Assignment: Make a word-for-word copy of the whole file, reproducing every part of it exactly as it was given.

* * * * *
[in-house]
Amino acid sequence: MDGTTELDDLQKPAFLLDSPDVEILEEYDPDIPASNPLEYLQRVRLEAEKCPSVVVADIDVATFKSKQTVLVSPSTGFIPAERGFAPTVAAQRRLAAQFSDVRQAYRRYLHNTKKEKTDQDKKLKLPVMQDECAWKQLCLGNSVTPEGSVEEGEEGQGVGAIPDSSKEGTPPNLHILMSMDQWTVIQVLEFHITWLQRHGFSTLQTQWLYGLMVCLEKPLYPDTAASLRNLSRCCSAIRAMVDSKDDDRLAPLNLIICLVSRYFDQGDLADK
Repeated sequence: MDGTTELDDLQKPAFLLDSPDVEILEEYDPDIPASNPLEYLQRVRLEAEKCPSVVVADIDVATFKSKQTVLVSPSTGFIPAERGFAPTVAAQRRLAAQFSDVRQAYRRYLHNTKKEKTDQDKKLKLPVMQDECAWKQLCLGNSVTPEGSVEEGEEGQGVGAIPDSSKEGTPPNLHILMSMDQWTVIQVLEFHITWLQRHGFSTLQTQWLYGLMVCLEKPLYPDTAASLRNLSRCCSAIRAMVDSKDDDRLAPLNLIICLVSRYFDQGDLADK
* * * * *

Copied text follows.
[in-house]
Amino acid sequence: MDGTTELDDLQKPAFLLDSPDVEILEEYDPDIPASNPLEYLQRVRLEAEKCPSVVVADIDVATFKSKQTVLVSPSTGFIPAERGFAPTVAAQRRLAAQFSDVRQAYRRYLHNTKKEKTDQDKKLKLPVMQDECAWKQLCLGNSVTPEGSVEEGEEGQGVGAIPDSSKEGTPPNLHILMSMDQWTVIQVLEFHITWLQRHGFSTLQTQWLYGLMVCLEKPLYPDTAASLRNLSRCCSAIRAMVDSKDDDRLAPLNLIICLVSRYFDQGDLADK
Repeated sequence: MDGTTELDDLQKPAFLLDSPDVEILEEYDPDIPASNPLEYLQRVRLEAEKCPSVVVADIDVATFKSKQTVLVSPSTGFIPAERGFAPTVAAQRRLAAQFSDVRQAYRRYLHNTKKEKTDQDKKLKLPVMQDECAWKQLCLGNSVTPEGSVEEGEEGQGVGAIPDSSKEGTPPNLHILMSMDQWTVIQVLEFHITWLQRHGFSTLQTQWLYGLMVCLEKPLYPDTAASLRNLSRCCSAIRAMVDSKDDDRLAPLNLIICLVSRYFDQGDLADK